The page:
Then, varactor diodes BD1, BD2 of variable capacitance elements VC1 to VC3 enter such a state that they are almost open-circuited, thereby slot lines SL1 to SL3 being excited. Meanwhile, varactor diodes BD1, BD2 of variable capacitance elements VC4 to VC12 enter such a state that they are almost short-circuited, thereby slot lines SL4 to SL12 not being excited.

As a result, array antenna 10 emits a radio wave mainly in a direction from feeder element 3 to slot line SL2 (see FIG. 7A).

When control circuit 2 supplies voltages VVC3 to VVC5 set to 20V to nodes N1 of variable capacitance elements VC3 to VC5 respectively and supplies voltages VVC1, VVC2, and VVC6 to VVC12 set to 0V to nodes N1 of variable capacitance elements VC1, VC2, and VC6 to VC12 respectively, varactor diodes BD1, BD2 of variable capacitance elements VC3 to VC5 enter such a state that they are almost open-circuited, thereby slot lines SL3 to SL5 being excited. Meanwhile, varactor diodes BD1, BD2 of variable capacitance elements VVC1, VVC2, and VVC6 to VVC12 enter such a state that they are almost short-circuited, thereby slot lines SL1, SL2, and SL6 to SL12 not being excited.

As a result, array antenna 10 emits a radio wave mainly in a direction from feeder element 3 to slot line SL4 (see FIG. 7B).

The direction of radio wave radiation shown in FIG. 7A and the direction of radio wave radiation shown in FIG. 7B establish such a relation as obtained by rotating array antenna 10 in a circumferential direction of cavity conductor 1. Therefore, array antenna 10 electrically obtains an effect the same as that obtained by rotating the antenna mechanically in the circumferential direction.

Now, a difference in a shape of a beam emitted from array antenna 10 between when a voltage value representing each of voltages VVC1 to VVC12 is set to binary values 0V and 20V and when the voltage value is continuously switched in a prescribed voltage range will be described.

FIG. 8 is a conceptual view when a beam shape is controlled based on binary voltage values, while FIG. 9 is a conceptual view when a beam shape is controlled based on multilevel voltage values. When voltages VVC1 to VVC3 set to 20V are supplied to nodes N1 of variable capacitance elements VC1 to VC3 respectively and voltages VVC4 to VVC12 set to 0V are supplied to nodes N1 of variable capacitance elements VC4 to VC12 respectively, array antenna 10 emits a beam BM1 mainly in a direction from feeder element 3 to slot line SL2 (see. FIG. 8).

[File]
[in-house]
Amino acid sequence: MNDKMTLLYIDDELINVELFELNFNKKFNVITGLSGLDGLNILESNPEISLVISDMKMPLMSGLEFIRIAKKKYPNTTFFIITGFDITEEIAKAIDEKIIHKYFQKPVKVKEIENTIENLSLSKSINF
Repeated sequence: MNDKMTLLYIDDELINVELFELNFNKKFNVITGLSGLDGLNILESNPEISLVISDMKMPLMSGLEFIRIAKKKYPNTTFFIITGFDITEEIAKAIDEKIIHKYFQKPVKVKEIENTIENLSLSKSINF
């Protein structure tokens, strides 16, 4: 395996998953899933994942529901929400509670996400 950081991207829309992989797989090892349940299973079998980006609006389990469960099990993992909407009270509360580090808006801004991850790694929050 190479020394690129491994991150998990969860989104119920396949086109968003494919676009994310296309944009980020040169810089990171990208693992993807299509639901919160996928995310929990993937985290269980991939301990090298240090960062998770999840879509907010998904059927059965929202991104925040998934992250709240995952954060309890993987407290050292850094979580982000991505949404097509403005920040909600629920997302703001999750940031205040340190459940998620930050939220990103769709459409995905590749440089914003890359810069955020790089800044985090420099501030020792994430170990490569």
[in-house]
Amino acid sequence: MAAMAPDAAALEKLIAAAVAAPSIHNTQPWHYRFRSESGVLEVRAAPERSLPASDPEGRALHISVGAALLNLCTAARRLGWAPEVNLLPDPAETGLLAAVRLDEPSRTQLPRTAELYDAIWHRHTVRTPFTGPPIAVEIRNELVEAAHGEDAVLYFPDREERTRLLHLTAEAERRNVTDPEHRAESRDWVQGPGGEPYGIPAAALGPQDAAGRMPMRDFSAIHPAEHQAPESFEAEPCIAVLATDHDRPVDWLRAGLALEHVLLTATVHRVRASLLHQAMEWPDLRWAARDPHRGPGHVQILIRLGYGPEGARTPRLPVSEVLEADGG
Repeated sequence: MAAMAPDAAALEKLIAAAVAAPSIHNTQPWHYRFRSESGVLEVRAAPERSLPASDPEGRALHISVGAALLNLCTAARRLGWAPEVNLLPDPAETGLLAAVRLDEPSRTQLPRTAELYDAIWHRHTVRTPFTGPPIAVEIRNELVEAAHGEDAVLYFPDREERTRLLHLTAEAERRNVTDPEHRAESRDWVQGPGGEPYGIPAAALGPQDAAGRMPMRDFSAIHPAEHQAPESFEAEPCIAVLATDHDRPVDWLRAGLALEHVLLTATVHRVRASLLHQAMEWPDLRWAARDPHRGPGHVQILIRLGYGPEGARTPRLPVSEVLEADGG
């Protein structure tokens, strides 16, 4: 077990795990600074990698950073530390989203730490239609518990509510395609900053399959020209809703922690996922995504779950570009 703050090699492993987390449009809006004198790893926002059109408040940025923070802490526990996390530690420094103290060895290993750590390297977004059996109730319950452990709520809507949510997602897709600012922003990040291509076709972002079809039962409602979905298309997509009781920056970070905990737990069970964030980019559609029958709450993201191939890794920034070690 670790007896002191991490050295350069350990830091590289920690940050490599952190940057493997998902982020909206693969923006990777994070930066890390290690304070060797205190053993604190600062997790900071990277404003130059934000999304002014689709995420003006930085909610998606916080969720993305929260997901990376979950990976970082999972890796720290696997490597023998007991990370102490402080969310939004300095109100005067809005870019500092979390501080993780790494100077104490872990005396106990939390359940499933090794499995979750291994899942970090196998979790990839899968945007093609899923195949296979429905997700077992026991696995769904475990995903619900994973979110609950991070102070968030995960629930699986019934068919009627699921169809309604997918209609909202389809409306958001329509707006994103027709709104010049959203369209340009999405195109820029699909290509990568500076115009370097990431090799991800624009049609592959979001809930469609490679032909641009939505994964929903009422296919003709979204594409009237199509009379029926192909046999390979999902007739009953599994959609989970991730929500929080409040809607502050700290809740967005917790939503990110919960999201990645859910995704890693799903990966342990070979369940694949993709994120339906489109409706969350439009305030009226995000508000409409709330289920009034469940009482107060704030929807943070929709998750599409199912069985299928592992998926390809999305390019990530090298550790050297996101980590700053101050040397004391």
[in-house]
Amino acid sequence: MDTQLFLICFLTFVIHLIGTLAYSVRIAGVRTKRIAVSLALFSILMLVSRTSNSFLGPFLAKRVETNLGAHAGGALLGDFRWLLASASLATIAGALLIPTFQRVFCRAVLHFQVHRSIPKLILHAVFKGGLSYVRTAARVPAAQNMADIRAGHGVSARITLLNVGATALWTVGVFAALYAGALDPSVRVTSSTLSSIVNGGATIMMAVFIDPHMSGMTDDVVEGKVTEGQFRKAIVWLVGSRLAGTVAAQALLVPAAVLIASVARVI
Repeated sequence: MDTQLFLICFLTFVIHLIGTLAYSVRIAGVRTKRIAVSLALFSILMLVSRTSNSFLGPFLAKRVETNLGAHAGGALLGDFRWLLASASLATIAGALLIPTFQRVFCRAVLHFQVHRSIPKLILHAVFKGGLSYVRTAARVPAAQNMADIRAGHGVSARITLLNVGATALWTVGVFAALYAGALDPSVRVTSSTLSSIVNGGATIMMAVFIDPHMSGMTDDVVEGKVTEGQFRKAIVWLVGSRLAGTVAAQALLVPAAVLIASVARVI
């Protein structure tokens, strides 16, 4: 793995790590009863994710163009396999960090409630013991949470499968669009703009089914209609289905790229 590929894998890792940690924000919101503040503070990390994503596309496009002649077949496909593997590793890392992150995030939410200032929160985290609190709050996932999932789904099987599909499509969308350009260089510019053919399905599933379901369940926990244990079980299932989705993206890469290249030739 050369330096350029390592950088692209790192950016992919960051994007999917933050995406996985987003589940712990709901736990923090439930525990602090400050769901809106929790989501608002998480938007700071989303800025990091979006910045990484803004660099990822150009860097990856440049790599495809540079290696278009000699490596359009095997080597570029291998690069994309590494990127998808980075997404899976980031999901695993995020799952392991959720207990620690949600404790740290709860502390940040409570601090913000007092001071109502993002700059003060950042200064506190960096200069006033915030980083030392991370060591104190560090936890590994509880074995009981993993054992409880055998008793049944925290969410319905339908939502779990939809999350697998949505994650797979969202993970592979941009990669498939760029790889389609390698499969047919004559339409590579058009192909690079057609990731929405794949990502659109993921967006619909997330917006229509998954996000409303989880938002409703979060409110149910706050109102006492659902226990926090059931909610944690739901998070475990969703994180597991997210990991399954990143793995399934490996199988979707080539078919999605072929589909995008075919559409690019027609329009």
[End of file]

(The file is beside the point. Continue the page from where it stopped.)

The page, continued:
On the other hand, when a set of voltages VVC1 to VVC12 representing continuous values is supplied to twelve nodes N1 of variable capacitance elements VC1 to VC12, array antenna 10 emits a beam BM2 (see FIG. 9). Though beam BM2 is directed mainly in a direction from feeder element 3 to slot line SL2 in a manner the same as beam BM1, beam BM2 has a width smaller than beam BM1. In addition, beam BM2 has null in interference wave directions DR3, DR4.

In this manner, a shape of a beam emitted from array antenna 10 can be controlled by controlling a set of voltages VVC1 to VVC12 supplied to twelve nodes N1 of variable capacitance elements VC1 to VC12 to a voltage set pattern set to binary values or to a voltage set pattern set to multilevel values.

It is noted that control of each of voltages VVC1 to VVC12 to binary values is comparable to control of a capacitance of each of variable capacitance elements VC1 to VC12 to binary values, and control of each of voltages VVC1 to VVC12 to multilevel values is comparable to control of a capacitance of each of variable capacitance elements VC1 to VC12 to multilevel values.

A difference in beam shapes due to a difference in the number of slot lines to be excited will now be described. FIGS. 10A and 10B illustrate a beam shape when the number of slot lines to be excited is relatively large, while FIGS. 11A and 11B illustrate a beam shape when the number of slot lines to be excited is relatively small.

When voltages VVC2 to VVC4 set to 20V are supplied to nodes N1 of variable capacitance elements VC2 to VC4 respectively and voltages VVC1, and VVC5 to VVC12 set to 0V are supplied to nodes N1 of variable capacitance elements VC1, and VC5 to VC12 respectively, slot lines SL2 to SL4 are excited (see FIG. 10A) and slot lines SL1, and SL5 to SL12 are not excited, whereby array antenna 10 emits a beam BM3 as shown in FIG. 10B. Here, beam BM3 is directed from feeder element 3 to slot line SL3. When a radius of cavity conductor 1 is denoted by R, a central angle of a sector 23 is denoted by θ1, and an area of sector 23 is denoted by S1, a relation S1=(R2θ1)/2 is established (see FIG. 10A).

On the other hand, when voltage VVC3 set to 20V is supplied to node N1 of variable capacitance element VC3 and voltages VVC1, VVC2, and VVC4 to VVC12 set to 0V are supplied to nodes N1 of variable capacitance elements VC1, VC2, and VC4 to VC12 respectively, slot line SL3 is excited (see FIG. 11A) and slot lines SL1, SL2, and SL4 to SL12 are not excited, whereby array antenna 10 emits a beam BM4 as shown in FIG. 11B. Here, beam BM4 is directed from feeder element 3 to slot line SL3 in a manner the same as beam BM3. When a central angle of a sector 24 is denoted by θ2 and an area of sector 24 is denoted by S2, a relation S2=(R2θ2)/2 is established (see FIG. 11A).

Beam BM3 has a width smaller than beam BM4. In addition, as central angle θ1 is larger than central angle θ2, area S1 is larger than area S2.

Therefore, when the number of slot lines emitting the radio wave is increased, that is, when an area of an opening through which radio wave is emitted is increased, a beam having a relatively small beam width can be emitted from array antenna 10.